Have you ever driven a car across a bridge or along a cliff side road and been struck by a strange impulse to go over the edge? You don’t want to, of course, but you can’t stop thinking about how you could? Maybe you haven’t had that experience, but you’ve found yourself sitting in a quiet meeting thinking about what would happen if you suddenly started cursing at people or dancing on the table.

It’s an unsettling feeling, to be overcome by an impulse to do something dramatically bad or perverse. And if you’ve never talked about it with anyone, you might assume you’re the only one who has had this experience. In fact, this phenomenon is so common that it’s been dubbed “the imp of the perverse,” after an Edgar Allen Poe short story about a self-destructive man.

I think this phenomenon is so interesting because it demonstrates something about the way our brains are wired. You would never actually drive off a cliff, so it probably feels bizarre or even embarrassing to have that thought. If you raised the subject with a group of 10 friends, though, you would probably find that at least a few of them have experienced the same thing.

Now imagine you asked those same 10 friends to help you create a work presentation. Say you give each person a list of the same 10 tasks to complete for the presentation.

  • One friend might go down the list in order and keep detailed notes about his progress. (Maybe he was raised by disorganized parents and learned early on that being methodical gave him a sense of control.)
  • Another friend might start with the easiest tasks first. (Maybe she’s anxious about big projects and has learned to ease into them by starting with the simplest things first.)
  • Another friend might randomly jump from task to task, never completing one before moving to the next. (Maybe he has ADHD and works best when he has lots of variety.)

Not only will each person approach the job in a different way, but you’ll probably end up with 10 slightly different versions of the presentation.

Each person brings a different set of experiences and preferences to the job.

You’ve heard me say that we’re all wired differently, and I mean it literally.  Scientists say that the human brain includes at least 100 trillion synapses, or connections between neurons. (For context, that’s about 1,000 times greater than the number of stars in our galaxy.) Those connections form the pathways that determine how we think, move and behave. Both genes and life experiences affect the formation of synapses.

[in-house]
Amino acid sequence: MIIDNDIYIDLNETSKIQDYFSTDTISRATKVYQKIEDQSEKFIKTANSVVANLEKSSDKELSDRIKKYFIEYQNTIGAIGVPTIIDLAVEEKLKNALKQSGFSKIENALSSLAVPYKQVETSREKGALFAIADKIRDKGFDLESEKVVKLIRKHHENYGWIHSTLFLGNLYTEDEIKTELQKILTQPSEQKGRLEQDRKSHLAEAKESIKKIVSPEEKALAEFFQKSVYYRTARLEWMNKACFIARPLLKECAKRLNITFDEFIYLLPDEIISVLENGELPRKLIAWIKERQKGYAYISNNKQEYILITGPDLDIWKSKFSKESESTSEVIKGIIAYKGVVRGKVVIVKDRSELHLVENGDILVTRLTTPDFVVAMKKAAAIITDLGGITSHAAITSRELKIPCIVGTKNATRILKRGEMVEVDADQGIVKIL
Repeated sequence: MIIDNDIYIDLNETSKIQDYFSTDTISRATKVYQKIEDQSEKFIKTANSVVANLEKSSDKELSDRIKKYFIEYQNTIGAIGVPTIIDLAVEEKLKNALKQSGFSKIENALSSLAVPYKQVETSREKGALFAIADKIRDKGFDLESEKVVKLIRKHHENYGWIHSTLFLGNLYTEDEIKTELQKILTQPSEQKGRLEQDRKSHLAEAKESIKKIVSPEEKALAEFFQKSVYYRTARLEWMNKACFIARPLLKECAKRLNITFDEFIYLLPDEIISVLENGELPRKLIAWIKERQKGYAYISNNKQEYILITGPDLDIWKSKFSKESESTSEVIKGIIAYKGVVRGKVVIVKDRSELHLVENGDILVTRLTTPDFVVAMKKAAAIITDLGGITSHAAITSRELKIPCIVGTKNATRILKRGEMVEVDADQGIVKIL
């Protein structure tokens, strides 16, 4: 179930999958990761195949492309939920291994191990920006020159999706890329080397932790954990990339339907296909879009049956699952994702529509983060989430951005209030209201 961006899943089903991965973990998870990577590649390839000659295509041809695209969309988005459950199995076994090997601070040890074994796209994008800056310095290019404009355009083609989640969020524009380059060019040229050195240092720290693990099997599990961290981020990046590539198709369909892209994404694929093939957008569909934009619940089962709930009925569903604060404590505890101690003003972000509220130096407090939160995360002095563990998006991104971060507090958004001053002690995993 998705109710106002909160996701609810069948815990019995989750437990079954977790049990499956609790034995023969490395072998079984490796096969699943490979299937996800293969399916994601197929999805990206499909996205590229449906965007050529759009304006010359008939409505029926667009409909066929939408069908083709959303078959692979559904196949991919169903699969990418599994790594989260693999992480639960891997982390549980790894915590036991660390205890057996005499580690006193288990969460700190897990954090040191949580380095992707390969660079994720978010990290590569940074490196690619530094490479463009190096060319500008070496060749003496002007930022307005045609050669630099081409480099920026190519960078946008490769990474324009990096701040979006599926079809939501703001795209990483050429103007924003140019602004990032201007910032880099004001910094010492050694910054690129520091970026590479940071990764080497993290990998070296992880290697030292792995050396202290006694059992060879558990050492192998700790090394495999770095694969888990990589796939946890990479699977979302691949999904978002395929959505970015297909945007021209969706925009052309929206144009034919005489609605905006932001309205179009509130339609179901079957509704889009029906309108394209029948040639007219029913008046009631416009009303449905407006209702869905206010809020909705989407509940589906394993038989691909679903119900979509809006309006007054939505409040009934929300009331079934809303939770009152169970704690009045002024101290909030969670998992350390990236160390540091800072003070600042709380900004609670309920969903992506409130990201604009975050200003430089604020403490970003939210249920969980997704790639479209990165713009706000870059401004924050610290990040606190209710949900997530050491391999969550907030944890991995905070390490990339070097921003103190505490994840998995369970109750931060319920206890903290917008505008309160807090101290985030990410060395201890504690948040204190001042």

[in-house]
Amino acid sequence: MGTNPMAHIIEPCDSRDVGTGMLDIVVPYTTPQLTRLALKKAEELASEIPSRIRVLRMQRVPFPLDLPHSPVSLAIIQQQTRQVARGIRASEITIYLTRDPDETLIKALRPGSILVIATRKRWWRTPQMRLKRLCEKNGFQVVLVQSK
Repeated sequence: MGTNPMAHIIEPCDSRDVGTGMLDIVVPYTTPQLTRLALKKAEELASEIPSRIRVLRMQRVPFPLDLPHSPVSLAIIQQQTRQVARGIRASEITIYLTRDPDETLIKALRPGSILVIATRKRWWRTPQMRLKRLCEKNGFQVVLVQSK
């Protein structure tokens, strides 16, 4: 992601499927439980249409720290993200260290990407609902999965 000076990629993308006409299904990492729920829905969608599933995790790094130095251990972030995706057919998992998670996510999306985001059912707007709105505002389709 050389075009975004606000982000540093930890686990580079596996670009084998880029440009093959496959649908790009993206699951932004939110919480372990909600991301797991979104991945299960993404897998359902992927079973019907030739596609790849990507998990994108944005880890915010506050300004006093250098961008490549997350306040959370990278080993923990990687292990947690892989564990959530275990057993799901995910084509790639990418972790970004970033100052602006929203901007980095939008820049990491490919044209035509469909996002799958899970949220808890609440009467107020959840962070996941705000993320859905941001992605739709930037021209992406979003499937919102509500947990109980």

Of course, all of our brains function in roughly the same way. Almost all of us feel fear and joy, pain and anger. We even share some of the same strange brain quirks, like experiencing the “imp of the perverse” phenomenon.

But each of our brains are unique because each of us has a unique life experience.

That’s why I don’t want you to copy the time management strategies that work for other people. Your coworker has different genes, different parents and a different life history than you – so why would her time management strategies work for you? You can’t step into someone else’s family and understand the dynamics and history right away, and you can’t become your most productive self using someone else’s idea of an effective time management plan.

Building a customized time management system, designed exactly for you, and you alone, is one of the major things I’ll help you do during my upcoming in-person boot camp. My three-day workshop, Time Matters Boot Camp LIVE! is designed to help you build new habits, defeat the things that are holding you back and learn time management strategies that you can actually use. If you’ve tried everything else to finally take control of your time and nothing’s worked, this boot camp is for you.

Join me May 16th-18th, outside of Boston, for this life-changing program! Learn more by clicking here.

Until next time, I wish you (and your unique brain!) peace and productivity.



Sarah Reiff-Hekking